Art Coviello, Executive Vice President EMC, Executive Chairman RSA, The Security Division of EMC
It’s that time of year again when I make my bold (“somewhat safe” depending on your point of view) predictions about IT security for the upcoming year – 2013.
The French journalist, novelist and social commentator, Jean-Baptiste Alphonse Karr, is the author of the witty expression, “plus ça change, plus c’est la même chose” which, as is almost always the case, sounds much more melodic than the English, “the more things change, the more they stay the same.” In reviewing my prior years’ prognostications, that phrase immediately popped into my head. How not to be repetitious when we face many of the same challenges?
I am not sure I can because:
1. The hackers will likely get even more sophisticated.
Evidence of criminals collaborating with rogue nation states, exchanging methodologies, buying and selling information, and even subcontracting their respective capabilities expands their collective reach and enhances their mutual learning curves.
2. Our attack surfaces will continue to expand and any remaining semblance of a perimeter will continue to wither away.
Both will surely happen.
My EMC colleague, Chuck Hollis, in his set of themes for 2013 says that next year organizations will come to terms with the pervasiveness of mobility and start to catch up on the offering of services to their users. Bingo. Wider attack surfaces. In addition, and somewhat needless to say, but I’ll say it anyway – the slow but steady march to cloud-oriented services will once again expand attack surfaces at the expense of the perimeter.
This all leads me to my next moments of déjà vu which include:
3. These changes will occur whether security teams are ready or not.
In too many cases, not. There is a critical skills shortage of security professionals and many organizations can’t keep up.
4. And, national governments will continue to diddle or, should I say, fiddle (while Rome burns), failing to legislate on rules of evidence, information sharing and the reforming of privacy laws.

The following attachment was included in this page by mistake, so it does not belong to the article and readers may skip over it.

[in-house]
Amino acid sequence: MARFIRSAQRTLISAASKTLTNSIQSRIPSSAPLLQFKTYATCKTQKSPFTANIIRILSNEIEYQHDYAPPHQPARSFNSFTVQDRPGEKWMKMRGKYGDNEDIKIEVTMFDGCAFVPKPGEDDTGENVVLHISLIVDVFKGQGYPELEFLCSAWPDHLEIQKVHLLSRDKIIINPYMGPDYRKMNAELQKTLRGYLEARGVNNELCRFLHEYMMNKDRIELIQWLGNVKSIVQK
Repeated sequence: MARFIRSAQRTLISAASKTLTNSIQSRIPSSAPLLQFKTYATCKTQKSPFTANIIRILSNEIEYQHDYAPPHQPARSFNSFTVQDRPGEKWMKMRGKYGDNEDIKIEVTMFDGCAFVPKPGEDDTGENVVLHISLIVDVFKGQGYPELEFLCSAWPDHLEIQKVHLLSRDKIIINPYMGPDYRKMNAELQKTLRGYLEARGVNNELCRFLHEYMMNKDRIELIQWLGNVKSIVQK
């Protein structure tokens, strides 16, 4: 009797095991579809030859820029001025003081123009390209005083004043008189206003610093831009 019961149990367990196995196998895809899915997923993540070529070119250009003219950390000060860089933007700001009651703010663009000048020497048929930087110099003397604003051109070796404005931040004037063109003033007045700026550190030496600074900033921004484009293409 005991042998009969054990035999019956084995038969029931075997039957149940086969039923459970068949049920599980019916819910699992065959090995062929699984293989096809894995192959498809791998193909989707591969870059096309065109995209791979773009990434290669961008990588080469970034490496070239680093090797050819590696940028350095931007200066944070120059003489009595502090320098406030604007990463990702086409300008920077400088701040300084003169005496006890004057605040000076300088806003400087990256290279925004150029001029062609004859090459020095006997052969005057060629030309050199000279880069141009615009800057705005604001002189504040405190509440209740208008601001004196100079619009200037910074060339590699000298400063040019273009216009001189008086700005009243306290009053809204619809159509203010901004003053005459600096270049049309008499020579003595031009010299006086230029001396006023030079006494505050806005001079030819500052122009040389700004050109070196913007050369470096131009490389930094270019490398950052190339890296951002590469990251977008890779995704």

Lack of privacy reform is particularly troublesome based on today’s realities because many organizations have literally been put in the position of violating one set of privacy laws if they take the necessary steps to protect information (which they are legally obligated to do based on another set of privacy laws). Confused? So am I, but how would you like to be confused – and liable?
I abhor the phrase “Cyber Pearl Harbor” because I think it is a poor metaphor to describe the state I believe we are in. However, I genuinely believe we are only a whisker away from some form of lesser catastrophic event that could do damage to the world economy or critical infrastructure.
5. It is highly likely that a rogue nation state, hacktivists or even terrorists will move beyond intrusion and espionage to attempt meaningful disruption and, eventually, even destruction of critical infrastructure.
If all of this sounds depressing, well, it is. This isn’t fear mongering. It is a plausible extrapolation from the facts. But we can change the trajectory. There is already a tectonic shift underway from a perimeter to an intelligence-based security model.
In an age where breaches are probable, if not inevitable, organizations are realizing that static, siloed, perimeter defenses are ineffective against the evolving threat landscape. Only an intelligence-based model that is risk-oriented and situationally-aware can be resilient enough to minimize or eliminate the effects of attacks.
So, now comes the good news:
6. Responsible people in organizations from all verticals, industries and governments will move to that newer intelligence-based security model and pressure governments to act on our collective behalf.
7. I also predict a significant uptake in investment for cloud-oriented security services to mitigate the effects of that serious shortage in cyber security skills.
8. Big Data analytics will be used to enable an intelligence-based security model.
Big Data will transform security enabling true defense in depth against a highly advanced threat environment.
One final note. If we want to avoid going over the “security” cliff and really want change we can believe in, we must act more collaboratively and decisively than ever before. The stakes are getting too high for us to wait another year.
This post originally appeared on Forbes.com on December 7, 2012.